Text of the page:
- Adults ￥1,300
- College / 65 and over ￥1,100
- Elem / JH / HS ￥600
Groups of 20 or more：
- Adults ￥1,100
- College / 65 and over ￥900
- Elem / JH / HS ￥500
Persons with a disability pass：
- Adults ￥1,000
- College / 65 and over ￥800
- Elem / JH / HS ￥400
*Admission also includes entrance to the permanent collection galleries.
- For students and seniors over 65, discounts require identification such as a Student ID, passport or driver's license.
- For persons with a disability pass=the same discounted price applies for one accompanying care-giver for each disability pass holder
Wols (born: Alfred Otto Wolfgang Schulze, 1913 - 1951) was a rare and enigmatic artist whose creative efforts ranged from music and poetry to painting, in which he was self-taught. Having grown up in Germany after World War I, Wols moved to Paris, where he became recognized initially as a photographer. The subjects he chose included figures with their eyes closed and raw foodstuffs before cooking, which he turned into photographic works revealing a strong and discerning gaze.
From his teens, Wols had painted in watercolors and pursued drawing as well. When war broke out between Germany and France, he was interned in French prison camps as a German national where he spent his time absorbed in watercolors and drawing. It is said that images came to him when his eyes were closed and he drew with thin lines like spider’s threads and translucent colors to create watercolors with a unique appeal that was Wols’ alone.
Wols also began working in oil paints and in the postwar period developed a style unbound by conventional oil painting technique. His work was appreciated by literary figures of the day like Jean-Paul Sartre and Jean Paulhan, which prompted commissions for illustrations for their books that Wols executed in etching. However, these artistic activities were cut short when Wols died at the tragically young age of 38. Although he died in poverty, soon after his death Wols’ work gained recognition as a forerunner of Art Informel.
Wols’ art was introduced in Japan from 1956 and has since won the hearts of many. While few exhibitions of Wols’ art have been seen in Japan in recent years, the Kawamura Memorial DIC Museum of Art boasts a collection of Wols’oil paintings, watercolors and etchings. In this exhibition, we draw mainly on this collection to present a group of Wols’ works that, although not large in size, stand out for their depth and expansive scope. We hope that this exhibition will provide an opportunity for viewers to rediscover the art of this exceptional artist.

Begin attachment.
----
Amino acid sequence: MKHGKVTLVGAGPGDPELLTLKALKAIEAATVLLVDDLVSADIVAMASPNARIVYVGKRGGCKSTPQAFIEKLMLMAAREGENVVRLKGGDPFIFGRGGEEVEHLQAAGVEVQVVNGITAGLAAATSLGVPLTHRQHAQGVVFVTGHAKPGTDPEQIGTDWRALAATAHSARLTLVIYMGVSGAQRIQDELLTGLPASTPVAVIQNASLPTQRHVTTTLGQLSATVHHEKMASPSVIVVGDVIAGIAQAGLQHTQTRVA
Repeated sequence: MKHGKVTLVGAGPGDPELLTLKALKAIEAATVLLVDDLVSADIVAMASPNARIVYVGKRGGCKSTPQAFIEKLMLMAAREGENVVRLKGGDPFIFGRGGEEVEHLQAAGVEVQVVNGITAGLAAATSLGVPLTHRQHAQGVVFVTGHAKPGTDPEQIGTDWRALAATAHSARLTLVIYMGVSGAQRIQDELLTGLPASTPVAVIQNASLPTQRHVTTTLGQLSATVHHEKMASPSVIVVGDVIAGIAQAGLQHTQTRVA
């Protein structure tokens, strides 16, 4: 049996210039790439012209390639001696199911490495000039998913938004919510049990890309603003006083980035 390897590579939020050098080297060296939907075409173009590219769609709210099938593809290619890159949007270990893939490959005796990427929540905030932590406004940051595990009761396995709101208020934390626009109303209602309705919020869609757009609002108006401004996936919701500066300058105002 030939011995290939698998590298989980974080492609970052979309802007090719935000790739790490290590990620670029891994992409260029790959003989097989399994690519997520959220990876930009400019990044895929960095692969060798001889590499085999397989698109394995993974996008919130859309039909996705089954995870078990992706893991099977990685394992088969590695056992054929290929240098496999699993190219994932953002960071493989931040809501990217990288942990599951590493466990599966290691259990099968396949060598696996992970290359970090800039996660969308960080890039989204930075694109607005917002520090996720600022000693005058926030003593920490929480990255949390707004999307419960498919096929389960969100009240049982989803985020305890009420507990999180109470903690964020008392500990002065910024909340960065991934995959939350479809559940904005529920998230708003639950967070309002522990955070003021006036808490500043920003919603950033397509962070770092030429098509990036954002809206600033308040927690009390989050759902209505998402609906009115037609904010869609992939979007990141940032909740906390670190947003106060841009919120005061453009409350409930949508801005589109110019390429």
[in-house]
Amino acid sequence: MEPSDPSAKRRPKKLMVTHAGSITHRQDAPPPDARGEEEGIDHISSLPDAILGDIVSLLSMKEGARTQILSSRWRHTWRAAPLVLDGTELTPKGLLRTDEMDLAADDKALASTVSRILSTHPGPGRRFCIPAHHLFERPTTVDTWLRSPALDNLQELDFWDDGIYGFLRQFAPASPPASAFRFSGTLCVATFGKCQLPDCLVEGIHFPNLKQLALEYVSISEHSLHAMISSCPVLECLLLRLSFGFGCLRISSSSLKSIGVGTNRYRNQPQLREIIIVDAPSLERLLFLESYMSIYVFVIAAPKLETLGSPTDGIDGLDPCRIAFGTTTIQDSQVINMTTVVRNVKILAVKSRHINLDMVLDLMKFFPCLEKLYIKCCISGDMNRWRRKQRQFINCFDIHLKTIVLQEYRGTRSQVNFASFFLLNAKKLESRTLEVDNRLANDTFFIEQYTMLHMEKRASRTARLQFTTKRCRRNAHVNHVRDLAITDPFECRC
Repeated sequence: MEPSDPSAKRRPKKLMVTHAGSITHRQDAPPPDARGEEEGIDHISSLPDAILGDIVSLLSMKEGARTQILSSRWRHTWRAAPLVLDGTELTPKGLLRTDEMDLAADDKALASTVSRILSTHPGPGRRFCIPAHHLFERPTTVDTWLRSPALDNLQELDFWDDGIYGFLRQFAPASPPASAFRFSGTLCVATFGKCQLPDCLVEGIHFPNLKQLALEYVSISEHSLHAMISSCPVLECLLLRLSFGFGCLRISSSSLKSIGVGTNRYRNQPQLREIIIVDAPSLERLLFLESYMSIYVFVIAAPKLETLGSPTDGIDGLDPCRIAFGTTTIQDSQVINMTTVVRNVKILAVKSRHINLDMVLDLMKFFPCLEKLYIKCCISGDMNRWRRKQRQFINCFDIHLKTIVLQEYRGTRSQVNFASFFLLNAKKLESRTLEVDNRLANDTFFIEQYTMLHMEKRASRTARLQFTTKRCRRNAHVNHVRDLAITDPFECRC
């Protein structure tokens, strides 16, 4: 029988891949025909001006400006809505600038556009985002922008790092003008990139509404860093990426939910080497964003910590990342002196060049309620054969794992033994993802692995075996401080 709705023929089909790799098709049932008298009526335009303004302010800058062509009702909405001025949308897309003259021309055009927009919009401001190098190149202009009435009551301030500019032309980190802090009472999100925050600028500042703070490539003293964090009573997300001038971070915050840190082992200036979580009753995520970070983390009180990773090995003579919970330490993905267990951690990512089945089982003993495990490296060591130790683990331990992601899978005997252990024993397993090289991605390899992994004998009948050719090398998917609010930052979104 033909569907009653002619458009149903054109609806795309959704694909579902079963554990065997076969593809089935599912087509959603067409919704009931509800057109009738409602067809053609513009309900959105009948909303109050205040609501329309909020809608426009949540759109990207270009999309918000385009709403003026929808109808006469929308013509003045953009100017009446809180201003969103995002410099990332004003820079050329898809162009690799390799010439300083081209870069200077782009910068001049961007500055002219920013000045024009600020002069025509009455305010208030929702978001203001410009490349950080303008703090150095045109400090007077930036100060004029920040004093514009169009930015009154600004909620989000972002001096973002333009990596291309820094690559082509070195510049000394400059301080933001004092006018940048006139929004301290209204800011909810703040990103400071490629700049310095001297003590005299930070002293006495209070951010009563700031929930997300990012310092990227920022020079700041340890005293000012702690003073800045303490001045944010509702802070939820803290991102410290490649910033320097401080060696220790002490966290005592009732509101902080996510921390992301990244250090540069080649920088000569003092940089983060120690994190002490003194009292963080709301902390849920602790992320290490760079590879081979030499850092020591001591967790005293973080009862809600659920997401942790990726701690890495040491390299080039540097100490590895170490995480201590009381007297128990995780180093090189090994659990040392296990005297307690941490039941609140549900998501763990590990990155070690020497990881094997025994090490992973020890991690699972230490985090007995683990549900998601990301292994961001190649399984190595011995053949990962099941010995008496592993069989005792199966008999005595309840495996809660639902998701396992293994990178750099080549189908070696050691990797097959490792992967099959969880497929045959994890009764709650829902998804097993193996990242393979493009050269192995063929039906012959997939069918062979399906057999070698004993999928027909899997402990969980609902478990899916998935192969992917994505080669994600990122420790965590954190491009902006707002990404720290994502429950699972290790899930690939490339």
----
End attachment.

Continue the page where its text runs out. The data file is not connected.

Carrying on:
Lecture, Gallery Talk
“The Wandering Artist – Wols’ Life and Art” Finished
Shigeo Chiba (Art critic, supervisor to this exhibition)
Saturday, April 15 - 13:30－15:00
“Informel (Informalism) and Wols” Finished
Shuji Takashina (Director, Ohara Museum of Art)
Saturday, May 13 - 13:30－15:00
Special Gallery Talk:
Keiichiro Hirano (novelist)
Saturday, May 27 - 14:00－15:00
Gallery Talks by the Curator:
Saturday April 1, Saturday June 17, 14:00－15:00
Daily at 14:00－15:00, except on days of lectures and curator gallery talks listed above.
“Pieces for the Violin Wols Loved – Centered on Bach”
Mayu Kishima (piano accompaniment by Itsuko Sakano)
Saturday June 3, 17:45 (open) / 18:00 (concert)
Having played violin from an early age, Wols reached such a level of skill that he was recommended for the position of an orchestra’s concertmaster before the age of 20. Because of World War II, he was forced to reside in an internment camp and then to move from place to place, and he even had to sell his violin that had long been his one consolation in life, after which he is said to have played Bach on a banjo instead.
In this concert, you will be able to listen to the noted young violinist performing the music that Wols loved so much.
Brahms: F.A.E Sonata 3rd Movement “Scherzo”
Bartok: Romanian Folk Dances
J.S. Bach: Partita for Solo Violin No. 2, 5th Movement “Chaconne”